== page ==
Vehicle design students are typically car enthusiasts who yearn to sculpt dynamic contours on the surface of some precious automobile. Envisaging the car of the future, though, requires lateral thinking and a broader understanding of design – something that perhaps hasn't been so urgent in the past.
The car has come to be so much more than a vehicle for transport. This compact moving object is increasingly required to be a mobile home and office, to seamlessly connect our worlds and to do it all in an ecologically intelligent way. Thus, the pressure is high for students of vehicle design to create concepts that arouse discussion, offer novel solutions and raise the bar.
With this in mind, the 2015 Royal College of Art Vehicle Design graduation show was a mixed affair. This could partly be down to the sheer number of students on the course; 24 to be precise, as opposed to the handful who enrolled when the postgraduate course first began. (Though it soon grew its global reputation for nurturing some of the world's most creative car designers.)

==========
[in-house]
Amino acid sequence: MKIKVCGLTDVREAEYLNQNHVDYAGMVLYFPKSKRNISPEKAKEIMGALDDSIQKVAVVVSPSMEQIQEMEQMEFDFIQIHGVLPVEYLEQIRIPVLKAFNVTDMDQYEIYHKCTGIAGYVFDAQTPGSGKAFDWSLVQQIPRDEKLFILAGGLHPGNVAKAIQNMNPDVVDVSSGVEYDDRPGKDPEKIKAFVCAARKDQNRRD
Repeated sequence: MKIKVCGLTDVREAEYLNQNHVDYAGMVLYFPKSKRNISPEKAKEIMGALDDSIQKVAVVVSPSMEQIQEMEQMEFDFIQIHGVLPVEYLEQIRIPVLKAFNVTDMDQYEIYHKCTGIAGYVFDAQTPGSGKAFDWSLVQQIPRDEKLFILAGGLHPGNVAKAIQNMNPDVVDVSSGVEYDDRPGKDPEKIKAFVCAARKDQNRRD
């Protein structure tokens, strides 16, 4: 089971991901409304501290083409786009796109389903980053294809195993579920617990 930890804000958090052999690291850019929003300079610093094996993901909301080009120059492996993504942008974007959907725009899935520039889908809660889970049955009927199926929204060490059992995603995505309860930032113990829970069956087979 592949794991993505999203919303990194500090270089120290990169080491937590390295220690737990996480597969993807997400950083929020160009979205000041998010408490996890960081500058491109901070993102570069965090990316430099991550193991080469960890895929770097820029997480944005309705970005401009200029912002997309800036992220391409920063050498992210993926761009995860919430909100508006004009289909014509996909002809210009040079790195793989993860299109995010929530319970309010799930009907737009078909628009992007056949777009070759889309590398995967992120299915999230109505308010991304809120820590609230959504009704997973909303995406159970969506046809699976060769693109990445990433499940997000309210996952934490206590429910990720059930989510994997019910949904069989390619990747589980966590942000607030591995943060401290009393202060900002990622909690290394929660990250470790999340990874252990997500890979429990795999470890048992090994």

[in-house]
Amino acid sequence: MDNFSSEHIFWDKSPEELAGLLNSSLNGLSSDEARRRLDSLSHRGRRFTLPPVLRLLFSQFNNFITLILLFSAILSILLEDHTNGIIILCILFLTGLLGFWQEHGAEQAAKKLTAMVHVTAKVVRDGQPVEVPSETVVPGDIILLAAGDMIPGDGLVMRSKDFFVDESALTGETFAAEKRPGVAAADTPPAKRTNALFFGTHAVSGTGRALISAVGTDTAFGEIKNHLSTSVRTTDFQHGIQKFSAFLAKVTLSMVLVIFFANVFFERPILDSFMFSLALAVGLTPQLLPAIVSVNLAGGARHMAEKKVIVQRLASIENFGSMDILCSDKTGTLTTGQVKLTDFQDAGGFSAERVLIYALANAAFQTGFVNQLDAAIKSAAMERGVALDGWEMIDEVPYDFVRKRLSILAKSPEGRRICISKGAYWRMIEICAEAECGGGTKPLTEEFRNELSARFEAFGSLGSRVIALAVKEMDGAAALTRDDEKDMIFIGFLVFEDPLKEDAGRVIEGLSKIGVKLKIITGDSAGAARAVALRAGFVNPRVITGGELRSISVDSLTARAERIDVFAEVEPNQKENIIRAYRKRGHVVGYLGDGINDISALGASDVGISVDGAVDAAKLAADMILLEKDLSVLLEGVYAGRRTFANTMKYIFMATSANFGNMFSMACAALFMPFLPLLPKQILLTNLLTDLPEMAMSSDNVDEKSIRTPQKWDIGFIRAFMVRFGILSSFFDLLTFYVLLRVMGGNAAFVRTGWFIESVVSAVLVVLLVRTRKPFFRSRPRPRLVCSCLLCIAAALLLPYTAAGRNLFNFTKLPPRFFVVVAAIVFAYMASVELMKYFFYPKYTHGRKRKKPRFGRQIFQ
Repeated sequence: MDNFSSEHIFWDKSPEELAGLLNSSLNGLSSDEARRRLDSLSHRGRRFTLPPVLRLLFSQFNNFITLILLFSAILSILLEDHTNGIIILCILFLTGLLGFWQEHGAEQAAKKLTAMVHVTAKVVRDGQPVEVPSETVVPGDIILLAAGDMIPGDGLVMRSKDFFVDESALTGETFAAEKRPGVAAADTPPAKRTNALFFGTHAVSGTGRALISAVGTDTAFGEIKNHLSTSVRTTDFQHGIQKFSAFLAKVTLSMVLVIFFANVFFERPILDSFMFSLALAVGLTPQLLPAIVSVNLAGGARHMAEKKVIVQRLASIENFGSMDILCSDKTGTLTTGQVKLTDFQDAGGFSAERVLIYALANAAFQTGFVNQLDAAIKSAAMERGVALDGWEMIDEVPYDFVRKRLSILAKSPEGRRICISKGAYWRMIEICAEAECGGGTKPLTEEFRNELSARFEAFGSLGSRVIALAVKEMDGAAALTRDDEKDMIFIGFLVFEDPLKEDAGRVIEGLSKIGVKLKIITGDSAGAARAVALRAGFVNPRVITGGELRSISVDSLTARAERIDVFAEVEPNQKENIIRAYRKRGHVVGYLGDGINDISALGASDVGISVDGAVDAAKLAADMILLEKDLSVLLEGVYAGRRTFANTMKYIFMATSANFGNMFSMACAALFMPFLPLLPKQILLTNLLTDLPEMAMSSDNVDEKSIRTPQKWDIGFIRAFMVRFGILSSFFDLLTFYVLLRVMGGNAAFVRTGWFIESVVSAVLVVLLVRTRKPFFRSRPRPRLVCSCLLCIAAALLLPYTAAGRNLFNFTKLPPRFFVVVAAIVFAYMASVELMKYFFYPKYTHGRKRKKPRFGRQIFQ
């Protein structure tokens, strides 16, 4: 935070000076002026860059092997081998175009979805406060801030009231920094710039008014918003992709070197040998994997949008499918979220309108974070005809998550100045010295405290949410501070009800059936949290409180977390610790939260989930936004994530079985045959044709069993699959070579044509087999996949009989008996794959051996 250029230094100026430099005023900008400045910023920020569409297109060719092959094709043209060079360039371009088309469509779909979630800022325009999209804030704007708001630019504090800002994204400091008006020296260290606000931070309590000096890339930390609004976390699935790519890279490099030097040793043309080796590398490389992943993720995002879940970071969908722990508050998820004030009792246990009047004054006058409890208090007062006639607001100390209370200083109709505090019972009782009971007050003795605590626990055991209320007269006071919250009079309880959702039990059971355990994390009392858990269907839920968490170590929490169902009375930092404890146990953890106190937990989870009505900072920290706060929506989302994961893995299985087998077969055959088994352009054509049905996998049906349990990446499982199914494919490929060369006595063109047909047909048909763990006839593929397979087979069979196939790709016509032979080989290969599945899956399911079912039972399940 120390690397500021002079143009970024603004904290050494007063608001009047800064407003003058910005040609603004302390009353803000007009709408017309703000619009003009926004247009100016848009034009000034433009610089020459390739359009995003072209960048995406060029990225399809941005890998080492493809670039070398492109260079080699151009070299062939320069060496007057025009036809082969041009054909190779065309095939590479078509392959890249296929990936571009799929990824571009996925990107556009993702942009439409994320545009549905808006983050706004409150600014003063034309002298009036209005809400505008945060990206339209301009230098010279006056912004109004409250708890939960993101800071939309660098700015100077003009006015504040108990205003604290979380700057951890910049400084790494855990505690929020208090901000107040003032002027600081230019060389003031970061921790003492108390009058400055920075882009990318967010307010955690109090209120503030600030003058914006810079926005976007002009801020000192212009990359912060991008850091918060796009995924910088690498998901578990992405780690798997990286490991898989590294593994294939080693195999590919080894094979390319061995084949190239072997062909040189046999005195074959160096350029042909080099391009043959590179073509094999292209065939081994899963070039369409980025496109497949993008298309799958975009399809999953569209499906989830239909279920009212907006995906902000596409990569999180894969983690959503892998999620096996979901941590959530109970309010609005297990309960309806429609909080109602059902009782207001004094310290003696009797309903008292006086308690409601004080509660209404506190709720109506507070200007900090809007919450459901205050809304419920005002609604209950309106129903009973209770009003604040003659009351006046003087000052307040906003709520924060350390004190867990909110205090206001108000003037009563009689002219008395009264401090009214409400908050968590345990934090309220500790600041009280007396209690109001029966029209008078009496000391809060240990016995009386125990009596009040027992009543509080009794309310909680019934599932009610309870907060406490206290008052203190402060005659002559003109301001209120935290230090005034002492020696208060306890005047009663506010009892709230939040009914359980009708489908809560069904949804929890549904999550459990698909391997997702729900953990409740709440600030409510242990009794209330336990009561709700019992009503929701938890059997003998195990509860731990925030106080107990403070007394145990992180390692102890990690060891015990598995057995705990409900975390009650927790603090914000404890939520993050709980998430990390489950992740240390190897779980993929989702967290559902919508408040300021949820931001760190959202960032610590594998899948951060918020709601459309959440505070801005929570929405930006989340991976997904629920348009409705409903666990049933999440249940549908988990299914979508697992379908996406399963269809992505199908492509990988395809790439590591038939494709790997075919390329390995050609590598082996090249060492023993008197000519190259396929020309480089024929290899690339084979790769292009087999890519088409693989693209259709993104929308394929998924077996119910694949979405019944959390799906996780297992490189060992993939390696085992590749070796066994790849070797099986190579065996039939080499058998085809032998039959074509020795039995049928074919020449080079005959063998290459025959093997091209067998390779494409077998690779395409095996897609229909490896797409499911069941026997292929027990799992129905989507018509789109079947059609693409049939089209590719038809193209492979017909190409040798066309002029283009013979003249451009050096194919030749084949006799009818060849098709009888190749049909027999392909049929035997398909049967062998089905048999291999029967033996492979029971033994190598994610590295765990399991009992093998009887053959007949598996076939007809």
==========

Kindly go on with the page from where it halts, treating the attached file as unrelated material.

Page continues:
Having said that, this year saw some inspired projects that abstracted the conventional form of the car – in one case to the sound of a violin – and some students looked at how new manufacturing materials, methodologies and sustainable power solutions could help re-shape the vehicle of the future.
One created a flat-pack IKEA-style relief vehicle; a former eye-surgeon-turned-vehicle-designer focussed on the process of creation, the design directly reflecting the element of motion therein; and our final journey on Earth was the theme for an unusual project that sought to make the burial ritual more of a community experience.
What follows are some of the designs that particularly inspired us this year…